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Cedar Rock State Park - Notes on Iowa State Park Series, Episode 88



Located along the Wapsipinicon River near Independence in Buchanan County, a 426-acre state park holds natural and historic treasures.

 

Come along with Notes on Iowa as we explore Cedar Rock State Park.

 

Centered around the Frank Lloyd Wright designed Lowell Walter Residence, the house stands as a testament to the world-famous architect’s ability to blend his designs into the natural landscape. Known as the prairie school of architecture, Wright took inspiration from the Midwestern landscape create designs often featuring horizontal lines, flat or low-hipped roofs, broad overhanging eves, open floor plans, and other features. Cedar Rock represents Wright’s more specific Usonian-style, a simplified design strategy typically seen in one-story properties with zoned living areas.

 

Lowell and Agnes Walter, owners of the Iowa Road Building Company, decided to hire Wright to construct a three-seasons home near Lowell’s hometown of Quasqueton. After selling the company to their employees, the Walters contacted Wright during the mid-1940s. Wright started designing Cedar Rock soon after, and construction started during 1948. The site, situated high on a Devonian-Little Cedar limestone and Coralville limestone bluff along the Wapsi River, allowed Wright to design a masterful example of the Prairie School. One of ten Wright designed buildings in Iowa, the Walters moved in during July of 1950 to the home which cost about $150,000 to build, or roughly 30 times the average home price of the era. During late July 1950, a few hundred visitors stopped by to check out the new Wright Masterpiece. Soon after, Wright himself arrived with his wife and several students to enjoy the recently completed residence. Before Lowell Walter passed away during 1981, he and Agnes arranged for the Wright designed house and boathouse to pass to all Iowans. Donated initially as the primary 11-acre parcel including the Wright-designed structures, The Walter Charitable Trust Fund worked with the state to administer the site. During April of 1983, the house officially found listing on the National Register of Historic Places.

 

Providing an initial $1.5 million to the state for the preservation and maintenance of the home, the site came into the public domain. The house itself, featuring more than 100,000 red bricks and walnut lumber, welcomes the public to view Wright’s vision as the architect intended. With the original furnishing designed by Wright still in tact, Cedar Rock represents one of the best remaining works created by the world-renowned architect. The distinctive boathouse, built to house Walter’s custom-made Thompson Brothers boat now on display at the visitors center, as well as an outdoor entertainment terrace show the full-breadth of Wright’s vision for a Usonian Prairie School property.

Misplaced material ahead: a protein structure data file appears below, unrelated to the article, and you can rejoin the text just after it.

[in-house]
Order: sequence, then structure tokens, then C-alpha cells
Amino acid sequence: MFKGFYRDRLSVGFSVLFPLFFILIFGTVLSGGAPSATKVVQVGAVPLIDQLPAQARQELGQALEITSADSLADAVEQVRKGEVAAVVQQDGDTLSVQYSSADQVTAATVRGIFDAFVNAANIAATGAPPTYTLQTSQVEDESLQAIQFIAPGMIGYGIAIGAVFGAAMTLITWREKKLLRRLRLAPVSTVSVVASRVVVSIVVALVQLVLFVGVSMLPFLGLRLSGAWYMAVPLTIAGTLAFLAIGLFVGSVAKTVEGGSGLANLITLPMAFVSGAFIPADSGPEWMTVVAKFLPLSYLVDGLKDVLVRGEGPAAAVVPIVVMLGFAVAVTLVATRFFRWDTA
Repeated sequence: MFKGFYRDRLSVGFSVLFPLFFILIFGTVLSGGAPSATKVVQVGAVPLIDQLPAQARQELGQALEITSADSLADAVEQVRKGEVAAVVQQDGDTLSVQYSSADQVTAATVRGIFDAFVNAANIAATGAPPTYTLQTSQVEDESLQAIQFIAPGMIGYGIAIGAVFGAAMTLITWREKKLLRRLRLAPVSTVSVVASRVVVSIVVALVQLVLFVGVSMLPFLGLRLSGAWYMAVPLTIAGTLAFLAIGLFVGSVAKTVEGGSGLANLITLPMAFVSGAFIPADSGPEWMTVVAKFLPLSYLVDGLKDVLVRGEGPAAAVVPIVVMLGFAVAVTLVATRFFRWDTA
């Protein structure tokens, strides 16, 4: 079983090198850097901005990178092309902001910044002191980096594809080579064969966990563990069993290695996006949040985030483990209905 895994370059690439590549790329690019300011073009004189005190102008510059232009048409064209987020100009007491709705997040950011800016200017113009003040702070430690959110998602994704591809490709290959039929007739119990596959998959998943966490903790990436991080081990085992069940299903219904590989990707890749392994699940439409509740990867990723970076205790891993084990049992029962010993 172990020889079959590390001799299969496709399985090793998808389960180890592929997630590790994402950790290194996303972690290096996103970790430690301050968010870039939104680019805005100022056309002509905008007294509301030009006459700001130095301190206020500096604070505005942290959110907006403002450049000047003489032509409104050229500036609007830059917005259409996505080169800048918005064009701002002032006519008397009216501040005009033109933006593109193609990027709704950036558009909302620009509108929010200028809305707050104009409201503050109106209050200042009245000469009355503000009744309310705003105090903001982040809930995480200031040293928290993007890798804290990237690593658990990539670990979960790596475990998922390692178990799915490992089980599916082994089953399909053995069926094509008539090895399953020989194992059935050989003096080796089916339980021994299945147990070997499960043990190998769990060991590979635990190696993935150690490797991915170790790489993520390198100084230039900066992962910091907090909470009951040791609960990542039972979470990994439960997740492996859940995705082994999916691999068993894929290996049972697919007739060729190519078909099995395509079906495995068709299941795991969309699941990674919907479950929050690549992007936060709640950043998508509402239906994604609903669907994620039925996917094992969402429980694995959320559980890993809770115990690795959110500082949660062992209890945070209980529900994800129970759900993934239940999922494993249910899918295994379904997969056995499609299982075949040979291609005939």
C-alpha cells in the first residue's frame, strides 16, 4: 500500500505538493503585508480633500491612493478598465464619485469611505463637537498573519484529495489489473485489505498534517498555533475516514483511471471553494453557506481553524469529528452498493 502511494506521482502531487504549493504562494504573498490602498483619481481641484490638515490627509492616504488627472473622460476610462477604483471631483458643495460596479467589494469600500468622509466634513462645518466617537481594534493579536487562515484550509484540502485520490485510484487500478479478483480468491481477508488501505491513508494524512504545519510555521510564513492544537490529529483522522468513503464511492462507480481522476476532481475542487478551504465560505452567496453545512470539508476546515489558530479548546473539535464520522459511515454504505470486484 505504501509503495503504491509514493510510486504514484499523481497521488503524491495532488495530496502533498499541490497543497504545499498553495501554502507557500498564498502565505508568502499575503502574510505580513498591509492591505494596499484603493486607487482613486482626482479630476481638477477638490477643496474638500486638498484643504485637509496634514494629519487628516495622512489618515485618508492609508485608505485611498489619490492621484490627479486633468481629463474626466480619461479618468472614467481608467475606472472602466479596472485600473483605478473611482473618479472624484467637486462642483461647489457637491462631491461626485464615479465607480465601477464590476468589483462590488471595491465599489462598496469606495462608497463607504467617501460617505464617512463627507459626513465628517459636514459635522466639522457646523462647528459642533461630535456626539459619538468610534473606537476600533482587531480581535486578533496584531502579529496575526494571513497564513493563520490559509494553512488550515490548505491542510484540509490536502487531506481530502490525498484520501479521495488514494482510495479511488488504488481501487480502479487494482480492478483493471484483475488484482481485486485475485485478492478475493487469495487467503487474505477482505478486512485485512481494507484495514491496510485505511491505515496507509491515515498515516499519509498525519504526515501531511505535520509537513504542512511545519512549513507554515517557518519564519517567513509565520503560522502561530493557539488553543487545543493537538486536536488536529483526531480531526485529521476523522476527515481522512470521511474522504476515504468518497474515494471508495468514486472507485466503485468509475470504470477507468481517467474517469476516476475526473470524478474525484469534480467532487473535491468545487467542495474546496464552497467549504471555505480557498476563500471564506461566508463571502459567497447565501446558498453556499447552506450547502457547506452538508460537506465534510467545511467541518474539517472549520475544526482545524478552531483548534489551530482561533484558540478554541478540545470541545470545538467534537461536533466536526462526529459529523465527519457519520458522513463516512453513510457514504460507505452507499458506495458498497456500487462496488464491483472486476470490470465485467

During the 1990s, the trust worked to acquire an additional 185-acres. REAP funding also helped to add additional acres to the site. Soon, plans to construct a visitor center came to fruition on the newly acquired lands. Featuring artifacts, like the speedboat, as well as interpretive displays, the visitor center helped to meet the needs of the nearly 10,000 annual vistors making the trek to the site. Funded by the Walter Charitable Trust through 2009, the state took over full responsibility for funding in 2010.

 

Also during 2010, the Friends of Cedar Rock group spearheaded a major project to restore the boathouse. Raising roughly $200,000, the group’s efforts allowed the project to reach completion in 2017. During 2018, the organization received the Governor’s Volunteer Award for their work on restoring the important structure. Other projects helped to take care of the natural wonders at the site, including an extensive prairie restoration and maintenance project.

 

Today, Cedar Rock State Park offers visitors a variety of opportunities to enjoy the outdoors in eastern Iowa.  The house and boathouse still stand as prime example of Wright’s signature design. Open seasonally, visitors can fully immerse themselves in one of most complete remaining representations of Frank Lloyd Wright’s Usonian design. The visitor center provides free tours while operating seasonally. A QR code hike offers tech-saavy visitors with a great option for learning about natural and cultural resources within the park, while others may just want to wander the grounds while soaking in the diverse prairie and hardwood forest landscapes.

 

Next time you find yourself looking to get out and enjoy Iowa’s public lands, consider a stop at Cedar Rock State Park. A truly stunning representation of Iowa’s natural beauty and a testament to the necessity of maintaining opportunities to get outdoors for all Iowans, Cedar Rock State Park shines as a must visit for all people hoping to see Iowa Slowly.

 

Thanks for coming along with notes on Iowa to explore Cedar Rock State Park.

 

Make sure to subscribe to the Notes on Iowa website, subscribe on YouTube, follow on social media, and tune in each Sunday to explore the history of Iowa’s state parks, preserves, and other public lands.

 

I hope I’ll see you out there!

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